The problem with gambling is that the house always has an edge. Whether it’s casino games or sports betting, even if you think your dice are lucky or you have a particularly good read on a playoff game, the system is always rigged at least a little bit against you.
But at the Keeneland Racecourse in Lexington, Kentucky, two betting professionals — called BETologists — can help you make the best choice on which horse to throw your money on at America’s most famous track. Nick and Julie Tooth are BETologists. Yes, BETology is an actual profession, and it can help make you money the next time you hit the racetrack.
Raised on a sheep and cattle property two hours south of Sydney, Australia, Nick grew up going to horse races with his father and has been an avid handicapper since age 12. Wagering on races came later in life after he’d worked on a farm with stallions. Julie was born in Muncie, Indiana, and specialized in showing American Saddlebreds while growing up. She later had jobs handling horses at Keeneland and managing an equine rehabilitation facility.
They saw an ad in Thoroughbred Daily News for BETologist jobs at Keeneland, and Julie applied and got the job in 2014. Nick joined the following year after retiring.
We spoke with Nick and Julie to learn all about what BETology entails and to get their expert tips on how to actually make money at your next race.
This interview has been edited for length and clarity
Matador Network: Can you tell us about your early days getting into wagering on horse races?
Julie: I became interested in wagering and racing in 2013, and I started at Keeneland in 2014. My background is also in working with racehorses, though I was always much more interested in the horse’s pedigree. On weekends, I would join Nick at the Thoroughbred Club. Nick would always wager, and it felt like hard work for me. One day I thought to myself “If he enjoys it, maybe I should try harder to be more interested in it!” I gave myself a month to learn. At first, it was tedious to look at mouse print, but once you familiarize yourself with everything, you don’t forget it – and it gets easier!
Our interest in wagering has grown over the course of our marriage because it’s a fun hobby for us to do together. Nick has made more money, but I have scored with some big price horses (which we attribute to having totally different styles of betting).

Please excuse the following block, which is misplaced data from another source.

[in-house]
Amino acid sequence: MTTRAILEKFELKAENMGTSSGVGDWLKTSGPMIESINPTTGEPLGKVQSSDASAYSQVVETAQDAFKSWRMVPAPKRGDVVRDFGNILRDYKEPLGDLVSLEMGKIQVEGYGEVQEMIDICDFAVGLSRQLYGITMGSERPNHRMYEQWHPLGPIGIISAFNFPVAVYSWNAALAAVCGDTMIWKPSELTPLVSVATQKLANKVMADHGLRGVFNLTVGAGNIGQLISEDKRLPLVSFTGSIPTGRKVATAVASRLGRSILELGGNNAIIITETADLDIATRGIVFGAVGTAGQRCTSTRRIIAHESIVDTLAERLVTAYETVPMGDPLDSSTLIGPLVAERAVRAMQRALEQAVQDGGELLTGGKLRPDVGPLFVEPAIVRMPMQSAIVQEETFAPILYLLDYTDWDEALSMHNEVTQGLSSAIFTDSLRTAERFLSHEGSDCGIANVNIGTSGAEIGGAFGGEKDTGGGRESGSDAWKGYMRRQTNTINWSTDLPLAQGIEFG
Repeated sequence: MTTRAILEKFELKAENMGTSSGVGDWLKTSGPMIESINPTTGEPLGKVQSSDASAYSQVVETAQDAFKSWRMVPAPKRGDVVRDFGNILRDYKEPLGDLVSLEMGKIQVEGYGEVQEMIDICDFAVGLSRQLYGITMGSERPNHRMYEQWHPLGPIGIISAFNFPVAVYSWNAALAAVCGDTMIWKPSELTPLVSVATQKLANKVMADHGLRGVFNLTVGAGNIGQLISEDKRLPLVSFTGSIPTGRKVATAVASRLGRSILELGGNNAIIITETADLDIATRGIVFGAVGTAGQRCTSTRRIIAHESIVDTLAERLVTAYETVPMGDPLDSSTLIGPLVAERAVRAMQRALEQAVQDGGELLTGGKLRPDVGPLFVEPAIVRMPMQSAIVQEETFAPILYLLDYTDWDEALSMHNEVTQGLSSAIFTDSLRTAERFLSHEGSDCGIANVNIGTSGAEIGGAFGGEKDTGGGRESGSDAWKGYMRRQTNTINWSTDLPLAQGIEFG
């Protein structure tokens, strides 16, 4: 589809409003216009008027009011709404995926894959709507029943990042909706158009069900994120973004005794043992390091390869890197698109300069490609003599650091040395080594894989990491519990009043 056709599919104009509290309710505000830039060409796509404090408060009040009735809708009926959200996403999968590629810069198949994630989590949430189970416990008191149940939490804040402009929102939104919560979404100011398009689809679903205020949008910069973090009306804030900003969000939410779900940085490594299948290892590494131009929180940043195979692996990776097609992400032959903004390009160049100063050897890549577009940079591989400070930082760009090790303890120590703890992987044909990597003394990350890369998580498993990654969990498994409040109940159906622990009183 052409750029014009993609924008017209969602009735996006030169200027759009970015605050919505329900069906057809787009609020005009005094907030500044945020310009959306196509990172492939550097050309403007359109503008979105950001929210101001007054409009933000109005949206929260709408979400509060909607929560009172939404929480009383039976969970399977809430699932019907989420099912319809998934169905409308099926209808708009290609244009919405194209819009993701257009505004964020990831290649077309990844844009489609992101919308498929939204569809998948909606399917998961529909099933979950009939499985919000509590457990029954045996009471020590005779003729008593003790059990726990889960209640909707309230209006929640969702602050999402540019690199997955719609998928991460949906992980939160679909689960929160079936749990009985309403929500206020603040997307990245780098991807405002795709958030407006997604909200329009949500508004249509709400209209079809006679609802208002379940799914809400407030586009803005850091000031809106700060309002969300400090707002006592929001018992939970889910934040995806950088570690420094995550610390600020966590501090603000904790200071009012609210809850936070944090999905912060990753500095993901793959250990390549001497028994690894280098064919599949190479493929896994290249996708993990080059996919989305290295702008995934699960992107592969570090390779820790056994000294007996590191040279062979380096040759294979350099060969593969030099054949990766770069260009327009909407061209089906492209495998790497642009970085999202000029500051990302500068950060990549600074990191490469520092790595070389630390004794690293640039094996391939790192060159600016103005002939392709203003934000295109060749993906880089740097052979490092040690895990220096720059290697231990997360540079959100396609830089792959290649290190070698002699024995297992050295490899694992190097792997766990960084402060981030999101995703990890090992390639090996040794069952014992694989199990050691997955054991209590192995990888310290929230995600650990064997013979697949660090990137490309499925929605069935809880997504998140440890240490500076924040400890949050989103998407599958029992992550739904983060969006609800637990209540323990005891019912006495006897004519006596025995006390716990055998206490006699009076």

What exactly do BETologists do?
Nick: Our work always starts the night before we arrive at the track. We need to be familiar with every horse in every race for the following day, and we want to handicap the races beforehand. I dedicate a couple of hours to prep work.
The night before, I pick out three horses I like, and will typically highlight those horses to fans and share the reasons why I like them. I’m usually picking favorites based on speed (the horse runs consistently), their turf-to-dirt racing history and the horses’ running lines (the horse’s position in the field at several points of call around the track). We always want to educate fans on why we favor or don’t favor a particular horse.
Julie: I dedicate about three hours. I’m always looking for those “long shot” winners.
Our day at the track begins at 10 AM. We have a team meeting with the other BETologists, and then gates open at Keeneland at 11 AM. Between 11 AM and the first race, we’re very busy answering fan questions. Many have never been to the track before, so we also provide education, including how to make a wager and what to communicate to the tellers when placing a bet.
What’s the most common mistake gamblers make at the racetrack?
Julie: People not following their gut. Sometimes, a horse just catches your eye in the paddock, and you get a feeling. Follow your gut, and don’t let anyone talk you off a horse that you like.
Nick: We see a lot of people who spend too much money on wagers they don’t understand. We suggest you start small. You won’t have a fun day at the track if you’ve lost a lot of money.
How does horse betting compare to betting on other sports? Are the odds generally better or worse?
Nick: There are many more variables in horse racing than other sports (14 thoroughbreds, the track or turf conditions could be sloppy, etc.). Horses are also less predictable than human athletes.
What are the key factors you take into consideration when evaluating a horse?
Nick: In addition to the pre-race research, we like to look at the horses in the paddock as they parade – do they look nervous in front of the crowd, or do they have their game face on?
Another example: If we know that two starts ago a horse behaved a certain way in the paddock before winning or losing a race, and they’re behaving the same way again, it could be an indicator of what to expect. We’ve changed our thoughts on a runner based on how they appeared in the paddock.
Julie: I also like to take the horse’s pedigree into consideration, and any trouble in a previous effort.
What are some BETologists tips for anyone new to betting on horse races?
Julie: We’re amateur hobbyists and we love what we do. Our biggest tips would be:
- Start small in terms of the amount you want to wager (at most other tracks, the lowest you can wager is $2.00; at Keeneland it’s $1.00. Though all payouts are based on a $2.00 wager).
- Do some online research leading up to your day at the track to learn more about wagering basics
- Don’t be afraid to do a hunch bet
- Realize there’s a learning curve
- Most importantly – have fun!
How can people bet with you two?
Nick: As BETologists, we only provide tips (we can’t take any bets). Fans looking for insight and tips can find us at Keeneland’s Wagering Central (located under the Grandstand on the first floor), stationed in the paddock, and making rounds throughout the day. We’re dressed in our signature BETology outfits, so you can’t miss us.
We’re also available for private events and parties being held at the track during the race meets.